Elinor Barker had never won a scratch race but she saved a maiden win for the best time on the way to World Championship glory in Pruskow.
The 24-year-old has now won the rainbow jersey on four occasions, with two team pursuit golds, a points race success and this scratch victory on the opening day in Poland.
It was a masterful tactical display from Barker, who hid in the pack for virtually the entire race before coming through.
She hit the front just as a spectacular crash behind decimated the field, and then showed the power to hold off reigning champion Kirsten Wild, with Belgium’s Jolien D’Hoore taking bronze.
And Barker revealed afterwards that the victory was the first time she had ever managed to win a scratch race, a feat that was all the more impressive after an up-and-down World Cup season.
Barker told British Cycling: “I had a bit of a tough World Cup season for various reasons it didn’t really come into place for me. But I’d go through it all again to get to where I’ve got this week. Thankfully everything has come into place for me.
“I don’t think I’ve ever won a scratch race in my life, I’ve always timed it ever so slightly wrong and I’ve come second a lot of times, most recently at track nationals about a month ago. I can take a bit from that.”
Barker’s competition will continue on Thursday, as she goes in the team pursuit, with Britain’s women qualifying second fastest for the first round behind Australia.
“I knew safety-wise I wanted to come from the back to the front, wait for a bit of a lull, get to the front and then take it on and try to avoid any carnage because it’s the team pursuit tomorrow which really is the focus,” added Barker, who qualified alongside Laura Kenny, Katie Archibald and Ellie Dickinson.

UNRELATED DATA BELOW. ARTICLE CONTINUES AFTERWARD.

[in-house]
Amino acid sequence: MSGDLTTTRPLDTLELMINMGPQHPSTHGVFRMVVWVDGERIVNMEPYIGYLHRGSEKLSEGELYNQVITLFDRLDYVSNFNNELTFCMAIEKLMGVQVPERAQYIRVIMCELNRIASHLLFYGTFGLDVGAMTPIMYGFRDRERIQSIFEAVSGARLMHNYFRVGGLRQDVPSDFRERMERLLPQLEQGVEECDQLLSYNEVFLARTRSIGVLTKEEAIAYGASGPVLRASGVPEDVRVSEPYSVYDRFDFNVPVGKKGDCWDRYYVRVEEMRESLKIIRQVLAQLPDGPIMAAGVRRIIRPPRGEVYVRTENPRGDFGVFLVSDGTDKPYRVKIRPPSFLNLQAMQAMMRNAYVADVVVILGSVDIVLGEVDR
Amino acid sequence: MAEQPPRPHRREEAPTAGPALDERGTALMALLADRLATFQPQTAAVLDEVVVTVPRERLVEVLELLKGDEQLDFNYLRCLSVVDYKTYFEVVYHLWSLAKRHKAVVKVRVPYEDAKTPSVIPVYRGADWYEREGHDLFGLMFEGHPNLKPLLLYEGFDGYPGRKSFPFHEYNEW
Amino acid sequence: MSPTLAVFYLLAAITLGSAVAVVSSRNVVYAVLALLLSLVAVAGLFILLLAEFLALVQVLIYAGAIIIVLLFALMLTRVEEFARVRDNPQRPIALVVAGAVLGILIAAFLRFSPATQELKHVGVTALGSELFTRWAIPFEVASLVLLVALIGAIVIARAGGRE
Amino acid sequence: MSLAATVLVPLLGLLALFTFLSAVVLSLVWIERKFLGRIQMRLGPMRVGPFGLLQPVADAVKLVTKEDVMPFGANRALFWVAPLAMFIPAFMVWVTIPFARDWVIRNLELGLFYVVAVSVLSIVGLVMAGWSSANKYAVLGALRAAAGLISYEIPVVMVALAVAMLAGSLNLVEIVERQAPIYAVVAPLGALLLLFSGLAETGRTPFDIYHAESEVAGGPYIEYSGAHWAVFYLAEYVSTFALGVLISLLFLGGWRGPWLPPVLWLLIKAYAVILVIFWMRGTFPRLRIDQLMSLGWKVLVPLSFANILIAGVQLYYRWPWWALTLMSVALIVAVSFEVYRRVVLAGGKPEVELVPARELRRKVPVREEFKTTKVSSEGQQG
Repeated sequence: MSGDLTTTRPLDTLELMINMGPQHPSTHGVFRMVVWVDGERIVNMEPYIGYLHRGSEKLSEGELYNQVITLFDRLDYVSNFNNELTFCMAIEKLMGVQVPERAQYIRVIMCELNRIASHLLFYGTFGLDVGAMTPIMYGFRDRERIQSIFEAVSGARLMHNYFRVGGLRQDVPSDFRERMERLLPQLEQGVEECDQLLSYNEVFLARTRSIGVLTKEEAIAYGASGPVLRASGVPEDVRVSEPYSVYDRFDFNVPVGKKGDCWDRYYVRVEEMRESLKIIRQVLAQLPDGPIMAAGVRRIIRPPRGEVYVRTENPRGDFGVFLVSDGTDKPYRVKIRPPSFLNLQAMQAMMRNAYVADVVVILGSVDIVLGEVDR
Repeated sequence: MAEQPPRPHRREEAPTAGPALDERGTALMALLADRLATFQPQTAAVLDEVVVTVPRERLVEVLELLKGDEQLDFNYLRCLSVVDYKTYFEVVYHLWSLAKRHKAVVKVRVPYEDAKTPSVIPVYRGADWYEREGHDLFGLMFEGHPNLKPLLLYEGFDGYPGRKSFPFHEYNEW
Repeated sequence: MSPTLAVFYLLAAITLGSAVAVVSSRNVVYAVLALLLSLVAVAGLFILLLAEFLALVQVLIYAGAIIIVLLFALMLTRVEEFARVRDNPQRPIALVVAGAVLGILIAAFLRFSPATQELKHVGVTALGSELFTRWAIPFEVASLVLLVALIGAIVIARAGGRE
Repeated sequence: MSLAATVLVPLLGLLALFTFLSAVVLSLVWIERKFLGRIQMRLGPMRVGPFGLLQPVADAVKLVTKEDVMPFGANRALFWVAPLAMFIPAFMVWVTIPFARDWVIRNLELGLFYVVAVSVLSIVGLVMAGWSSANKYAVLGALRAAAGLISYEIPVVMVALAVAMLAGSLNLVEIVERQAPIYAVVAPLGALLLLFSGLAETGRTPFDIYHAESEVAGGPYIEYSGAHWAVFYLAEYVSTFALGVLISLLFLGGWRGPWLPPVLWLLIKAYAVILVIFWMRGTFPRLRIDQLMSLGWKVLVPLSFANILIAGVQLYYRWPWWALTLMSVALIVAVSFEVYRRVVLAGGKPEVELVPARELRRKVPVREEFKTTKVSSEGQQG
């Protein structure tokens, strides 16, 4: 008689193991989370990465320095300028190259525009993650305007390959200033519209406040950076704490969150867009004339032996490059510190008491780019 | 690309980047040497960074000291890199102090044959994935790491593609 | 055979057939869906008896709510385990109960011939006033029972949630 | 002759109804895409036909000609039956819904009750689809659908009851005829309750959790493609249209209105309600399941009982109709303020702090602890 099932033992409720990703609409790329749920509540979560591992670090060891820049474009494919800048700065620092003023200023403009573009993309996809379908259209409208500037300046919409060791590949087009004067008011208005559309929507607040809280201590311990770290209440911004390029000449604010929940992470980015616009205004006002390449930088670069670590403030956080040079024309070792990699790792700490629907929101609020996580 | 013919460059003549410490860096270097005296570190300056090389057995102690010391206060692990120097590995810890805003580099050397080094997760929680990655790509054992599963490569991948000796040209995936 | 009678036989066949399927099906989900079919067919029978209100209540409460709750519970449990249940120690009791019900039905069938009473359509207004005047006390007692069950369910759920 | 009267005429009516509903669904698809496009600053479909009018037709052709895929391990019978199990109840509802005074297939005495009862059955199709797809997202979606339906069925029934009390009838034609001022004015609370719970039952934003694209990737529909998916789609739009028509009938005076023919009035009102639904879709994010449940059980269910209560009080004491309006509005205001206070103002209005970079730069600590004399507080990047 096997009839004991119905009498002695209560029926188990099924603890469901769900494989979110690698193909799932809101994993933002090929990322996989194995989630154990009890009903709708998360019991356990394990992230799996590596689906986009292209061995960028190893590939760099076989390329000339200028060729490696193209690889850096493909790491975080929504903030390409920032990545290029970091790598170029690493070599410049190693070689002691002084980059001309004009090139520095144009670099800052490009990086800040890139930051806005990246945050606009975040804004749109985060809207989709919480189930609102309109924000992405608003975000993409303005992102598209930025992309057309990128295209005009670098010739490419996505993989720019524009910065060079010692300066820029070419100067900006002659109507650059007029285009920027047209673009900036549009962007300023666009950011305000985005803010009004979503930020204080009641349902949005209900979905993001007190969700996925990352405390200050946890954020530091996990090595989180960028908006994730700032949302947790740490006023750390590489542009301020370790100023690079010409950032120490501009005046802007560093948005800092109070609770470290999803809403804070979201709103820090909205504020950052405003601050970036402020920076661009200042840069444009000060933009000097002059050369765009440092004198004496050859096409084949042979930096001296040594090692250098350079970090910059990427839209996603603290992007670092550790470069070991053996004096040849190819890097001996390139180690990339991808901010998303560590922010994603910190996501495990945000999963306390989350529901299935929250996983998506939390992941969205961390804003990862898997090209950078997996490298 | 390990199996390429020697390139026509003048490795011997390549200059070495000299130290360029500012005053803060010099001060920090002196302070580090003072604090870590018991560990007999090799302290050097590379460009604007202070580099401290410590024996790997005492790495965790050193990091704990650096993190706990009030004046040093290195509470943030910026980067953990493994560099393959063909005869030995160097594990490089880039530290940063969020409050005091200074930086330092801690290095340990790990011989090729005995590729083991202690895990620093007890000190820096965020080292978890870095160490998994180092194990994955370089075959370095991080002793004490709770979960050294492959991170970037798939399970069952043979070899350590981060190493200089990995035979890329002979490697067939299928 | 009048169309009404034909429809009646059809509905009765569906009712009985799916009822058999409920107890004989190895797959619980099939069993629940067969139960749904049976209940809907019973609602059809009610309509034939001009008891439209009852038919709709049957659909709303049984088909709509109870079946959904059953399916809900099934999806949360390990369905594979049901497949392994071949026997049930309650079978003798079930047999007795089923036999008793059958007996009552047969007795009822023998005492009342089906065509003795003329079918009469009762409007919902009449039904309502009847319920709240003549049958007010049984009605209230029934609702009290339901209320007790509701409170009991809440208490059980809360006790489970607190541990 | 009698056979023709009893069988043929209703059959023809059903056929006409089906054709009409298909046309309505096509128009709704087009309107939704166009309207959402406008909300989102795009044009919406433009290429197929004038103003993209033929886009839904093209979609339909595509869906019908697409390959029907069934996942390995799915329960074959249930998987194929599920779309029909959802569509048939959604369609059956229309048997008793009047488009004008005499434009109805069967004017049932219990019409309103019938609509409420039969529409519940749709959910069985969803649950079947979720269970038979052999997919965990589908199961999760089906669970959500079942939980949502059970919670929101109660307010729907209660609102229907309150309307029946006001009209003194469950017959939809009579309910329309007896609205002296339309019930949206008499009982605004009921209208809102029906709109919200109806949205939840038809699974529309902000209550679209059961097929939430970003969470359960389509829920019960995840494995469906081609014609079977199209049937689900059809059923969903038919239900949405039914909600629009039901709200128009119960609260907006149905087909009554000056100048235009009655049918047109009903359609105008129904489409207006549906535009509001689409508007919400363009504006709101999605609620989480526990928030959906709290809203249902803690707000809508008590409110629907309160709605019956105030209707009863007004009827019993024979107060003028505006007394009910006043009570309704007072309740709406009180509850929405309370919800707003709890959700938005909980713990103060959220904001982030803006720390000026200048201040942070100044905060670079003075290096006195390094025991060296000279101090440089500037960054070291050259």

The men’s team pursuit, made up of Ed Clancy, Kian Emadi, Ethan Hayter and Oliver Wood, matched their female equivalents by recording the second fastest time in qualifying, and then booked their place in the gold medal race with Charlie Tanfield coming into the team.
They will face Australia in the final as they look to retain the title won in Appledoorn a year ago.
It was a different matter in the team sprint however, with the British team of Jason Kenny, Philip Hindes, Ryan Owens and Jack Carlin losing out to eventual gold medallists, the Netherlands in the first round and coming fifth.
The Dutch were the class of the field, beating France in the final, with Russia taking bronze.
In the women’s equivalent, Katy Marchant and Victoria Williamson missed out on a place in the first round, coming 14th in qualifying.
Australia took the gold in that event as they got the better of Russia who took silver, with Germany winning bronze. Sportsbeat 2019